OVERNIGHT ENERGY: Biden suspends Arctic oil leases issued under Trump |  Experts warn US needs to better prepare for hurricane season | Progressives set sights on Civilian Climate Corps

OVERNIGHT ENERGY: Biden suspends Arctic oil leases issued under Trump |  Experts warn US needs to better prepare for hurricane season | Progressives set sights on Civilian Climate Corps
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Today we’re looking at the suspension of ANWR leases, preparedness for hurricane season (or lack thereof) and the Sunrise Movement’s focus on the Civilian Climate Corps

ANWR WAR CONTINUES: Biden administration suspends Arctic oil leases issued under Trump

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 The Biden administration will suspend controversial leases issued under the previous administration for drilling at the Arctic National Wildlife Refuge (ANWR), it announced Tuesday.

The leases will be halted amid a further environmental review, which will determine whether they should be reaffirmed, voided or subject to additional measures to lessen their environmental impacts, according to an Interior Department statement. 

An order signed on Tuesday by Interior Secretary Deb HaalandDeb HaalandTracy Stone-Manning's confirmation treatment was simply unacceptable — and it must stop Overnight Energy: Haaland, Native American leaders press for Indigenous land protections | Biden to return to pre-Obama water protections | Western governors ask Biden for aid on wildfires Haaland, Native American leaders press for Indigenous land protections MORE said that a departmental review found "multiple legal deficiencies" in the record supporting the leases. 

These included insufficient environmental analysis including "failure to adequately analyze a reasonable range of alternatives" in a prior environmental review and a failure to properly interpret the law authorizing the lease sales. 

Read more about the halt here. 

TIS THE SEASON: Experts warn US needs to better prepare for hurricane season

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As hurricane season arrives, experts say the country is still not adequately prepared.

They warn that as climate change continues to intensify extreme weather, the U.S. will need to adopt stronger resilience policies.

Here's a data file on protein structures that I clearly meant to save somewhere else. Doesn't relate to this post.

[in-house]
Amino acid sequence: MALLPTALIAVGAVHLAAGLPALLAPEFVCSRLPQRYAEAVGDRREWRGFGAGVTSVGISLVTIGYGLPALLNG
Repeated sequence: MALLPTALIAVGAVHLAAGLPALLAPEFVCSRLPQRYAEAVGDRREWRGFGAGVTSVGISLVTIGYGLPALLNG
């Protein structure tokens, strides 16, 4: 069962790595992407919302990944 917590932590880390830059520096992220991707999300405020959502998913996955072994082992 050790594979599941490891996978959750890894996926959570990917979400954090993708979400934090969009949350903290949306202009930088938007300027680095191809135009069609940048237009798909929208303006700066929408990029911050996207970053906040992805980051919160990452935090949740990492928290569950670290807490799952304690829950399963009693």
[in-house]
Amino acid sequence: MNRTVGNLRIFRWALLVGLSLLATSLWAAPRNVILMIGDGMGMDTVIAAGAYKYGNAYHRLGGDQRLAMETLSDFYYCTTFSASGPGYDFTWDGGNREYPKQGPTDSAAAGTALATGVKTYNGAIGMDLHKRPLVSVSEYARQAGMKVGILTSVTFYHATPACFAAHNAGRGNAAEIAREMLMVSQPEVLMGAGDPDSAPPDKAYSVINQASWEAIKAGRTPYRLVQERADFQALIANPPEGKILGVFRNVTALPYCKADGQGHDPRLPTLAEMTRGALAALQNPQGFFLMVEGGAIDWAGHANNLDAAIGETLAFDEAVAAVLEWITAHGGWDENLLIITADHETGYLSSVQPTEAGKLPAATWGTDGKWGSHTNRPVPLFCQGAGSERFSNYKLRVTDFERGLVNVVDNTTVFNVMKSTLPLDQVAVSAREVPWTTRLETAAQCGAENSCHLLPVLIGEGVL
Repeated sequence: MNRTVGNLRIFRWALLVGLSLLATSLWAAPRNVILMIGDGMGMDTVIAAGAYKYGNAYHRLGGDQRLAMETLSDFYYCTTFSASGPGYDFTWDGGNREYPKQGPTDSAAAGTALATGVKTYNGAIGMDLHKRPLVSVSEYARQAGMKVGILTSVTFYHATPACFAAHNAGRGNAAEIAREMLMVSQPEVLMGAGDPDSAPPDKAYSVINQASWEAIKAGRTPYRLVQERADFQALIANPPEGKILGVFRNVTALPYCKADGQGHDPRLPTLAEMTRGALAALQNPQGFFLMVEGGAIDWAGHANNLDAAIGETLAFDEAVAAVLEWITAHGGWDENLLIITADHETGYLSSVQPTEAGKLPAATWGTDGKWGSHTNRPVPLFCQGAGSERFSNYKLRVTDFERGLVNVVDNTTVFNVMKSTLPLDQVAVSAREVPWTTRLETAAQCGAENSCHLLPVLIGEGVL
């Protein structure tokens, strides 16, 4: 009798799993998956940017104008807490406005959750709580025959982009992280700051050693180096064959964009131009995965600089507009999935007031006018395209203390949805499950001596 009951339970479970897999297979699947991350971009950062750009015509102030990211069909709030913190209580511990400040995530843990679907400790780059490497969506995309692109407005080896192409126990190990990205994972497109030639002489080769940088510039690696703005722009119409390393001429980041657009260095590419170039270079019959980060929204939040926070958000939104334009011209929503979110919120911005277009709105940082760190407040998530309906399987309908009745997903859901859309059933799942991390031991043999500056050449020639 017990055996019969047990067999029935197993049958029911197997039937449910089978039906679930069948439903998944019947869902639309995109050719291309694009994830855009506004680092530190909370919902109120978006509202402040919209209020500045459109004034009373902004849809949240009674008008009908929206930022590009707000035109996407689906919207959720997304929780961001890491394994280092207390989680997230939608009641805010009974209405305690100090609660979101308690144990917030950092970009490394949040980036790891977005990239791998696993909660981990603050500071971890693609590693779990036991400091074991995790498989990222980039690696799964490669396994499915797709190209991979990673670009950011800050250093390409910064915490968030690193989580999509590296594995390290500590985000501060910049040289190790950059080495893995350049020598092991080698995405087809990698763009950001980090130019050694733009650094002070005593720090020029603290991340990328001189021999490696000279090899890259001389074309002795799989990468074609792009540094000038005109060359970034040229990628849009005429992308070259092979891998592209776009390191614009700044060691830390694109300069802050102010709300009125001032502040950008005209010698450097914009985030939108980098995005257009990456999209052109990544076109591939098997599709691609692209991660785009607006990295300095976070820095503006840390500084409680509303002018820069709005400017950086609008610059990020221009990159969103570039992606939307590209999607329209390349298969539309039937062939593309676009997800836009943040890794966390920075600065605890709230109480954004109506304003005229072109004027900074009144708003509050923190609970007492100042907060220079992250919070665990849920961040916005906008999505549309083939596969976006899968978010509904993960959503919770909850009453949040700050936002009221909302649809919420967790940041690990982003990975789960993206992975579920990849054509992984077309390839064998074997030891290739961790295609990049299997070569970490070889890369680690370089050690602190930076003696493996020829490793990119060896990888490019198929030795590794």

What are we facing this year?  The National Oceanic and Atmospheric Administration predicted that hurricane season, which starts Tuesday, will be above average, with between six and 10 hurricanes, following last year’s active season, which had 13 hurricanes.

What’s Biden doing about it? Last week, White House announced it would double the funding to $1 billion for the Federal Emergency Management Agency’s program that helps communities take on hazard mitigation projects.

President BidenJoe BidenThe Supreme Court and blind partisanship ended the illusion of independent agencies Missed debt ceiling deadline kicks off high-stakes fight Senate infrastructure talks spill over into rare Sunday session MORE’s infrastructure plan also calls for $50 billion in resilience funding.

“[$50 billion] is a good start,” said Chris Uejio, a co-author of the Centers for Disease Control and Prevention’s Building Resilience Against Climate Effects Framework. “I think the distributional aspect of it is just as important as the headline number.”

But the government will have a lot more to do going forward, he said, adding that such resilience issues could eventually cost much more to manage.

And what else can be done? In February, a group called the Resilience Action Fund wrote an open letter to the Biden administration calling for additional actions such as requiring minimum resilience standards for federally funded buildings and requiring such standards for buildings that get loans from federally backed mortgage organizations.